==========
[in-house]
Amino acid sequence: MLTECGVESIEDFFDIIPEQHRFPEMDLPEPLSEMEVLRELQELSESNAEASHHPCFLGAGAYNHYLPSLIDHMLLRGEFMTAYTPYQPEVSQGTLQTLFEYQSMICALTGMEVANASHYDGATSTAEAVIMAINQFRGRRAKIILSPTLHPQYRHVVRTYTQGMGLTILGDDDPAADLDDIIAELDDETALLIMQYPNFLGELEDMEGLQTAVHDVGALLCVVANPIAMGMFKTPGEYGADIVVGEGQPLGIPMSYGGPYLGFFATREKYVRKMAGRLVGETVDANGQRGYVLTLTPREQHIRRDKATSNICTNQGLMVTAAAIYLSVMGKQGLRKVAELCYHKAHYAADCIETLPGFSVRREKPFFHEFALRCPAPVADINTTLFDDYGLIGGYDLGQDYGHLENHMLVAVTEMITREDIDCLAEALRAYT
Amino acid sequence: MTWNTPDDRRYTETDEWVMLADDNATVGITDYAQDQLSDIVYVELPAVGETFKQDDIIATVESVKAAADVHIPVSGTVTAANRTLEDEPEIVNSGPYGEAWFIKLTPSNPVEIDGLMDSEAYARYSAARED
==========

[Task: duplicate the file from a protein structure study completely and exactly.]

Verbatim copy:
[in-house]
Amino acid sequence: MLTECGVESIEDFFDIIPEQHRFPEMDLPEPLSEMEVLRELQELSESNAEASHHPCFLGAGAYNHYLPSLIDHMLLRGEFMTAYTPYQPEVSQGTLQTLFEYQSMICALTGMEVANASHYDGATSTAEAVIMAINQFRGRRAKIILSPTLHPQYRHVVRTYTQGMGLTILGDDDPAADLDDIIAELDDETALLIMQYPNFLGELEDMEGLQTAVHDVGALLCVVANPIAMGMFKTPGEYGADIVVGEGQPLGIPMSYGGPYLGFFATREKYVRKMAGRLVGETVDANGQRGYVLTLTPREQHIRRDKATSNICTNQGLMVTAAAIYLSVMGKQGLRKVAELCYHKAHYAADCIETLPGFSVRREKPFFHEFALRCPAPVADINTTLFDDYGLIGGYDLGQDYGHLENHMLVAVTEMITREDIDCLAEALRAYT
Amino acid sequence: MTWNTPDDRRYTETDEWVMLADDNATVGITDYAQDQLSDIVYVELPAVGETFKQDDIIATVESVKAAADVHIPVSGTVTAANRTLEDEPEIVNSGPYGEAWFIKLTPSNPVEIDGLMDSEAYARYSAARED